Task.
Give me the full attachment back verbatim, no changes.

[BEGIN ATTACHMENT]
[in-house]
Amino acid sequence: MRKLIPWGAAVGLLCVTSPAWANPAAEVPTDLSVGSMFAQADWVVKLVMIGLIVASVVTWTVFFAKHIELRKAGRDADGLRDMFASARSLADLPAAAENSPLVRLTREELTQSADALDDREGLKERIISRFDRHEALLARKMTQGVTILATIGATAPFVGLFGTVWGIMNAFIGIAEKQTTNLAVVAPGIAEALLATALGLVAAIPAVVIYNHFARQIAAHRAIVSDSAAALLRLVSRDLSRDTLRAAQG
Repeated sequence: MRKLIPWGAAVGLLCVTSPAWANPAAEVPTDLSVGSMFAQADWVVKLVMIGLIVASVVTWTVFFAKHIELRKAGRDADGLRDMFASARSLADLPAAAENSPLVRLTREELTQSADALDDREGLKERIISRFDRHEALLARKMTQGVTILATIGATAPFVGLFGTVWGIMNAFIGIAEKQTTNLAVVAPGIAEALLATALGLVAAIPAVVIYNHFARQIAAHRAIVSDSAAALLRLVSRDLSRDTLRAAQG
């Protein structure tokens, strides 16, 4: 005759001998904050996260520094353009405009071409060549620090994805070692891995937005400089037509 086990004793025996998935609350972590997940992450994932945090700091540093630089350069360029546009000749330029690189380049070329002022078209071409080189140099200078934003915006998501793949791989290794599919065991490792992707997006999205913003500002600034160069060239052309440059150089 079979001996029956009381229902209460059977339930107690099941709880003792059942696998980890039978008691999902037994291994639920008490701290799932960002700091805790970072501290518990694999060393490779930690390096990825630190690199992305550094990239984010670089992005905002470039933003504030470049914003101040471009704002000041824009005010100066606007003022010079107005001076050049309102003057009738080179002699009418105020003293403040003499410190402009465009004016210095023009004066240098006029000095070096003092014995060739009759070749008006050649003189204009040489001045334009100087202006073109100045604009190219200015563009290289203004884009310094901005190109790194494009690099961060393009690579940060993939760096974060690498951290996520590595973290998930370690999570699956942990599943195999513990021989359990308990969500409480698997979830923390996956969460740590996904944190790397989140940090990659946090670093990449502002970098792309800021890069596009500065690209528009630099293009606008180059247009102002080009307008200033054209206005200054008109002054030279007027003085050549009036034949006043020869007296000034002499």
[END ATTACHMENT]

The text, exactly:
[in-house]
Amino acid sequence: MRKLIPWGAAVGLLCVTSPAWANPAAEVPTDLSVGSMFAQADWVVKLVMIGLIVASVVTWTVFFAKHIELRKAGRDADGLRDMFASARSLADLPAAAENSPLVRLTREELTQSADALDDREGLKERIISRFDRHEALLARKMTQGVTILATIGATAPFVGLFGTVWGIMNAFIGIAEKQTTNLAVVAPGIAEALLATALGLVAAIPAVVIYNHFARQIAAHRAIVSDSAAALLRLVSRDLSRDTLRAAQG
Repeated sequence: MRKLIPWGAAVGLLCVTSPAWANPAAEVPTDLSVGSMFAQADWVVKLVMIGLIVASVVTWTVFFAKHIELRKAGRDADGLRDMFASARSLADLPAAAENSPLVRLTREELTQSADALDDREGLKERIISRFDRHEALLARKMTQGVTILATIGATAPFVGLFGTVWGIMNAFIGIAEKQTTNLAVVAPGIAEALLATALGLVAAIPAVVIYNHFARQIAAHRAIVSDSAAALLRLVSRDLSRDTLRAAQG
């Protein structure tokens, strides 16, 4: 005759001998904050996260520094353009405009071409060549620090994805070692891995937005400089037509 086990004793025996998935609350972590997940992450994932945090700091540093630089350069360029546009000749330029690189380049070329002022078209071409080189140099200078934003915006998501793949791989290794599919065991490792992707997006999205913003500002600034160069060239052309440059150089 079979001996029956009381229902209460059977339930107690099941709880003792059942696998980890039978008691999902037994291994639920008490701290799932960002700091805790970072501290518990694999060393490779930690390096990825630190690199992305550094990239984010670089992005905002470039933003504030470049914003101040471009704002000041824009005010100066606007003022010079107005001076050049309102003057009738080179002699009418105020003293403040003499410190402009465009004016210095023009004066240098006029000095070096003092014995060739009759070749008006050649003189204009040489001045334009100087202006073109100045604009190219200015563009290289203004884009310094901005190109790194494009690099961060393009690579940060993939760096974060690498951290996520590595973290998930370690999570699956942990599943195999513990021989359990308990969500409480698997979830923390996956969460740590996904944190790397989140940090990659946090670093990449502002970098792309800021890069596009500065690209528009630099293009606008180059247009102002080009307008200033054209206005200054008109002054030279007027003085050549009036034949006043020869007296000034002499």